February 28, 2009 Milan
The focus seems to have done them nothing but good. The collection they showed had some of the most sophisticated, fashion-relevant tailoring in Milan: a neat, peak-shouldered, lean-torso tuxedo coat; a fabulously curvaceous gray pinstripe pantsuit; and draped-shouldered dresses fit for an old-time movie star. "Good taste and chic are needed in fashion," said Aquilano. "On the runway, you sometimes have to exaggerate, but we also just want to make clothes women will want to wear. And not to keep changing every season for the sake of it. Continuity matters."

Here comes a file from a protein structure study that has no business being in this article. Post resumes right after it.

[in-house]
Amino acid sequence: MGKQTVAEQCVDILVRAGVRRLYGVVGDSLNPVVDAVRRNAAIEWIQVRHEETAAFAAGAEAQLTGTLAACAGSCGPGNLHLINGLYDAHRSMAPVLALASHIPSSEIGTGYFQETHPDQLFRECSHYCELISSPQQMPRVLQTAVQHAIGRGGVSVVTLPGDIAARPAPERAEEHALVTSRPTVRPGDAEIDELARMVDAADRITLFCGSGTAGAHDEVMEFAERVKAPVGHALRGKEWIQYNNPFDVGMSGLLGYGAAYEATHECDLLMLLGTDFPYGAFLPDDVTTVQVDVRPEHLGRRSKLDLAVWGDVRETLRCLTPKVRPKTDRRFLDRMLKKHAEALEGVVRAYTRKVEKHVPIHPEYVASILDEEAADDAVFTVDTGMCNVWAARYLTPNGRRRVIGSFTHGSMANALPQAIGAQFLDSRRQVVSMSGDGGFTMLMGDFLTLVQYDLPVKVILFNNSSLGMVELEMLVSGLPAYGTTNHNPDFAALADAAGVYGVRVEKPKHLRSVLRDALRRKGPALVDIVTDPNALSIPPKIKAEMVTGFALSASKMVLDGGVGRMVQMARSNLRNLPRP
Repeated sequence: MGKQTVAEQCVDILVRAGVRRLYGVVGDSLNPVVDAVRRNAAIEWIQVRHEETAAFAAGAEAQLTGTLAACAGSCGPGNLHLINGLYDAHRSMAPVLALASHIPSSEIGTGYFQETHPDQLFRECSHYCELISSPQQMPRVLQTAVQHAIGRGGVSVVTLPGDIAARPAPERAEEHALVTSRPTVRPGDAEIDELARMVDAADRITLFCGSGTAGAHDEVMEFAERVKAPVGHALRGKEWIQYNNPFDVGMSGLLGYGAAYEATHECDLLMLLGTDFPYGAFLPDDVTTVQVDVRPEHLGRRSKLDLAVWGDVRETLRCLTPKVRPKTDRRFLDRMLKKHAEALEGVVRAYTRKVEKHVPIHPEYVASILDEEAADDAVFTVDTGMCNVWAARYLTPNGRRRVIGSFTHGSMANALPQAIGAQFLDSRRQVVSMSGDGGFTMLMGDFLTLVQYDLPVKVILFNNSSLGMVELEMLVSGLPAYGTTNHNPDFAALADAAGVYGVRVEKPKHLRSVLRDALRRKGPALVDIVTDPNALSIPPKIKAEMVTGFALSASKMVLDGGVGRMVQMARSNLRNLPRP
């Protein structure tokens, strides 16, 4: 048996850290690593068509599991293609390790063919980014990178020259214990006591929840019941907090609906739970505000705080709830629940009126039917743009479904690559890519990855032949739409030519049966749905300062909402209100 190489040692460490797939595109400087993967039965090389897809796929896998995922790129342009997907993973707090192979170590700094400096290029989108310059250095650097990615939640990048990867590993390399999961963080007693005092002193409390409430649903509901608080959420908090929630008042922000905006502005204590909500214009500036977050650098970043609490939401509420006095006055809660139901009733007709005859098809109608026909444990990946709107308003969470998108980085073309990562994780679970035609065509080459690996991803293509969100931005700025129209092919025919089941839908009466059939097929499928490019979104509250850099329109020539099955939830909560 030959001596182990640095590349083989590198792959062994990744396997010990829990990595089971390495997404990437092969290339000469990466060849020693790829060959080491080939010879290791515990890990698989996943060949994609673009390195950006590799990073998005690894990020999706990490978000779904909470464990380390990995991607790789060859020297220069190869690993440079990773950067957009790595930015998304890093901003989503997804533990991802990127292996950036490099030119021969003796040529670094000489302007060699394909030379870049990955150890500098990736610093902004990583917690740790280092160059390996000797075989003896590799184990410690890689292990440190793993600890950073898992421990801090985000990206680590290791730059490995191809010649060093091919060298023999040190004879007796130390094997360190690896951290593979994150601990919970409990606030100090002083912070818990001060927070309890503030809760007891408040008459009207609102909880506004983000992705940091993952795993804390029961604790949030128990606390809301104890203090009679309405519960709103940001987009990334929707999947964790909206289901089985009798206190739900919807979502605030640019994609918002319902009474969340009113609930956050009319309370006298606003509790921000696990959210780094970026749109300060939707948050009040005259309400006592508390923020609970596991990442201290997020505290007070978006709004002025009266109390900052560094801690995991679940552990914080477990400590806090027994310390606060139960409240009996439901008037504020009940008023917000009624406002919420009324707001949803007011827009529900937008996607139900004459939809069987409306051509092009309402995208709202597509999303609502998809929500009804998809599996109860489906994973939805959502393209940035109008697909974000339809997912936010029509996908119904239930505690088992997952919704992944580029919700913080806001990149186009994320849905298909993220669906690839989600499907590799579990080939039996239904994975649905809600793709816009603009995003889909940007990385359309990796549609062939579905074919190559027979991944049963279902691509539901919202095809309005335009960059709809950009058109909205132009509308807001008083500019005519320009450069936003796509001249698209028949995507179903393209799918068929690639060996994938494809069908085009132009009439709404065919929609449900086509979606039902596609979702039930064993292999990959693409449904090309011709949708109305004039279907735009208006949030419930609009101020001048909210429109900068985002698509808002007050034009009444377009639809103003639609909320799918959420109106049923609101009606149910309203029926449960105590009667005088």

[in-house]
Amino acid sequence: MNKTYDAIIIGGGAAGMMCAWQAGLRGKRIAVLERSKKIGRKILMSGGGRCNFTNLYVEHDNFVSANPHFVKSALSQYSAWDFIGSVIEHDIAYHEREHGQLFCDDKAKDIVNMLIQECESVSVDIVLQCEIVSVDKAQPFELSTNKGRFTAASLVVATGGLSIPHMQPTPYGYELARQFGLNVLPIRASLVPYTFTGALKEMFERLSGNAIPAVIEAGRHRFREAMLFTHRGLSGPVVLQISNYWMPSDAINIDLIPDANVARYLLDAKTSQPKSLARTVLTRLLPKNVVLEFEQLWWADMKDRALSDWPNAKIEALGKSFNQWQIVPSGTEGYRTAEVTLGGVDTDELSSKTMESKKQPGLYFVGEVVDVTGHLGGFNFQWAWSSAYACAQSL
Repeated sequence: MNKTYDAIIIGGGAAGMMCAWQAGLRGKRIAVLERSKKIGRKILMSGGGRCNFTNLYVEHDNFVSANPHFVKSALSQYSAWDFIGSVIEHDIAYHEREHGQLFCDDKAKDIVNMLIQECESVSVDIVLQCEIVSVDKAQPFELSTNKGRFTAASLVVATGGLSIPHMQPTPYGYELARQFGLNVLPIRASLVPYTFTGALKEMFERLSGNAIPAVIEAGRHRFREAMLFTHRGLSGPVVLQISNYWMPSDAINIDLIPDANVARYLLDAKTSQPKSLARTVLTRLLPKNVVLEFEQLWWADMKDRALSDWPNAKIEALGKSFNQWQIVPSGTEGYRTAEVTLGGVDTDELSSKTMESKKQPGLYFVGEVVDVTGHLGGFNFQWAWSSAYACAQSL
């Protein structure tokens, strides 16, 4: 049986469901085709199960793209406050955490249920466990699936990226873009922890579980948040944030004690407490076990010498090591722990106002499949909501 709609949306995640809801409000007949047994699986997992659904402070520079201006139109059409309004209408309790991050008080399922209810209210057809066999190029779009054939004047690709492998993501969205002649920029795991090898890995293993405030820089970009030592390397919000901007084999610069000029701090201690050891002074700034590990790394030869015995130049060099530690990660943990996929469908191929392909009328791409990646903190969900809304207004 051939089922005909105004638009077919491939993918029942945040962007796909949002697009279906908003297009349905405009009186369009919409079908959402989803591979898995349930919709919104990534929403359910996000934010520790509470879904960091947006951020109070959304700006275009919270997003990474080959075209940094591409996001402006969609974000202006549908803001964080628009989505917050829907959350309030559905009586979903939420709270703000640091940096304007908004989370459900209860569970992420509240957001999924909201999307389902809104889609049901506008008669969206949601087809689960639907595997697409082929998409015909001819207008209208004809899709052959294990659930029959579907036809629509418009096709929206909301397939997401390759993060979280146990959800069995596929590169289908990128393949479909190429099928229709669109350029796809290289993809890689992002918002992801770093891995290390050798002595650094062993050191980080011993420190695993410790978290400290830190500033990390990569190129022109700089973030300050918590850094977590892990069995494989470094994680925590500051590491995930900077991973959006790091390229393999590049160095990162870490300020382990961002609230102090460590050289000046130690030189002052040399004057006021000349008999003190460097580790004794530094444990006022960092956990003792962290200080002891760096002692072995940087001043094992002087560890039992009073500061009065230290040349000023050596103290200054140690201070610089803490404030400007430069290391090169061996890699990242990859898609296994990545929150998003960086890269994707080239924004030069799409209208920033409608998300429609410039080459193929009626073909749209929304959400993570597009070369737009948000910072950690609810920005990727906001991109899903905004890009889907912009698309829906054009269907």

Their technical accomplishments (which have also been illustrated at Ferré, though in a more mannered way) are already not in question. Nor is the tuning of their antennae toward the defiant glamour of World War II, or their timely obsession with Elsa Schiaparelli, which brought out one of their best dresses, a black sheath with exaggerated, shocking-pink velvet sleeves. Where the designers did falter was in their overfussy puffed-up taffetas and overdecorated furs, which could have come from anyone in Milan. What Aquilano and Rimondi would be smart to realize now is that their specialness lies in their ability to cut a precise silhouette and to make clothes, like their fabulous tweed coat with fox fur sleeves, that could be worn in plenty of other places besides a cocktail party.